Payday lender Wonga has backed down on its attempt to remove a parody advert criticising them from Twitter after thousands of users (and the Pirate Party UK) defied the company by reposting the picture.
"We accept that we were a little heavy-handed last week when we issued a Twitter Takedown notice for @BrandySnap's image, and having seen the full ‘Streisand Effect’ ourselves, we won’t be pursuing the notice"
The Streisand effect occurs when an attempt to remove or cover up information leads to it gaining significantly more attention than it would have done otherwise.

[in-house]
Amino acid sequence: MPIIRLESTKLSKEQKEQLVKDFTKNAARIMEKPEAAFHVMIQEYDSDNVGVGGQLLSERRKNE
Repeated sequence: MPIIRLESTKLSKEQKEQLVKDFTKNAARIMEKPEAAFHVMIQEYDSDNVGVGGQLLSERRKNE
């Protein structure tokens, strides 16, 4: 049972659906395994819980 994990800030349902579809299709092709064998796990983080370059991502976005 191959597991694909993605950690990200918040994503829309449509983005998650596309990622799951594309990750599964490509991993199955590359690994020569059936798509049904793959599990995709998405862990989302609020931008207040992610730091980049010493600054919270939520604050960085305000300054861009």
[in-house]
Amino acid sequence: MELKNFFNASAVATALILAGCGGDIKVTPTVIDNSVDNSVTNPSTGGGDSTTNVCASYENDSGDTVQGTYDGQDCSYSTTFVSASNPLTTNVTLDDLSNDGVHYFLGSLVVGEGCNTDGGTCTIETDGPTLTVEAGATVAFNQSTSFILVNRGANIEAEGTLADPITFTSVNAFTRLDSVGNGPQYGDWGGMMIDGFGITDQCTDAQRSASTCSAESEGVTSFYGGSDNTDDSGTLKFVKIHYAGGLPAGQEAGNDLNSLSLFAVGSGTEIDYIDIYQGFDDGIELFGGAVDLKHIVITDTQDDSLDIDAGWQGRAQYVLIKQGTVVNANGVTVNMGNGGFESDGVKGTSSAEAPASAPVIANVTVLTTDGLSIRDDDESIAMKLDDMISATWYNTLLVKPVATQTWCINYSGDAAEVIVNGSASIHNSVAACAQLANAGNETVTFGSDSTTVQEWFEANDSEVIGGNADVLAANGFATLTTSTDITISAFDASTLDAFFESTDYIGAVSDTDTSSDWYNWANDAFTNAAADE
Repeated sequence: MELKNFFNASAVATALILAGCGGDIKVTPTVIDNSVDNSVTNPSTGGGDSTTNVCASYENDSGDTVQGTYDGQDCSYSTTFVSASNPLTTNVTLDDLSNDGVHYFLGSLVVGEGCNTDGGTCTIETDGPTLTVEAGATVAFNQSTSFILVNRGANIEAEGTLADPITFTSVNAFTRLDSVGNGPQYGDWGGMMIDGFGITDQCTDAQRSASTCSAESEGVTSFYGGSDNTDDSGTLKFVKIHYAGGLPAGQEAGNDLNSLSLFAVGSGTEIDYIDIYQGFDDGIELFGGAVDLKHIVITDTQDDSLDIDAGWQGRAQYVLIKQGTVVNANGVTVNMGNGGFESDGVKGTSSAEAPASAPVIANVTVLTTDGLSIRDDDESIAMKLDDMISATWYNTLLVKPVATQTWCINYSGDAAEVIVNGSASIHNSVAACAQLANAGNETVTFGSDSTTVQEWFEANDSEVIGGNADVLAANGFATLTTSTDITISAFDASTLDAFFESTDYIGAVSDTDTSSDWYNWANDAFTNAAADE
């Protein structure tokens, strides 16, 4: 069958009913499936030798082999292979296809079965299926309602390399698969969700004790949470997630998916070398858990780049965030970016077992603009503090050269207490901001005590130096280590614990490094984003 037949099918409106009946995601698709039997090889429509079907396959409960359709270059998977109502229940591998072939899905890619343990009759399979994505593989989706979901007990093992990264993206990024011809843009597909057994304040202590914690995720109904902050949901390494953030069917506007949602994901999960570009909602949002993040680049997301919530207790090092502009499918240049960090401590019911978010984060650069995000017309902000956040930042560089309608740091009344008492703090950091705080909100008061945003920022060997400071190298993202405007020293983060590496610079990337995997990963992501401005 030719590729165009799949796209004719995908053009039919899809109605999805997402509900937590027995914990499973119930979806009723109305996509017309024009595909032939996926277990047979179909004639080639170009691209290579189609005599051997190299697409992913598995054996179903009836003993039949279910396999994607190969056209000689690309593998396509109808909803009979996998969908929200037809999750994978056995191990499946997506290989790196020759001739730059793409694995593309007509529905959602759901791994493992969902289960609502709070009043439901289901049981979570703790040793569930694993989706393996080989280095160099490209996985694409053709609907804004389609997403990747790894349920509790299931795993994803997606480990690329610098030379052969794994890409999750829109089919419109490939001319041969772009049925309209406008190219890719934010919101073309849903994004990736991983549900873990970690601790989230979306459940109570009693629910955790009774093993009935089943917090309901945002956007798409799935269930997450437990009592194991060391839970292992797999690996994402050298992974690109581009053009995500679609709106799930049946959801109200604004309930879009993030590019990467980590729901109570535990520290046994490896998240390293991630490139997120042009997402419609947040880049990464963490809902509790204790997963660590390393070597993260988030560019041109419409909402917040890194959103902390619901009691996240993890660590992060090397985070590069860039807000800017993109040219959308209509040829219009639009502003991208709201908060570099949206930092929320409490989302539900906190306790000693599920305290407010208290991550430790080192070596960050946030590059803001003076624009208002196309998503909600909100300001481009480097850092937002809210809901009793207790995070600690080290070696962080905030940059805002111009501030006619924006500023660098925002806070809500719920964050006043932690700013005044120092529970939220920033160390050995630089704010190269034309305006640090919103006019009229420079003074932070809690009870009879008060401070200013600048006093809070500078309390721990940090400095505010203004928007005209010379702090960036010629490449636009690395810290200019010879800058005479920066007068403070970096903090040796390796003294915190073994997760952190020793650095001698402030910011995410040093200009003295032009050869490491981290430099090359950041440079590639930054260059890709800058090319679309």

Wonga was on shaky legal ground by using a copyright claim under the United States Digital Millennium Copyright Act (DMCA) to ask Twitter to remove the image, although Twitter complied at first. Parody and criticism are protected as "fair use" under US copyright law.
This is a genuine victory for free speech as thousands of Twitter users have asserted their right to take part in vigorous and critical debate online, regardless of corporate sensitivities. Twitter needs to improve the way that it handles DMCA takedown notices so that protected free speech such as parody is defended as the law intends.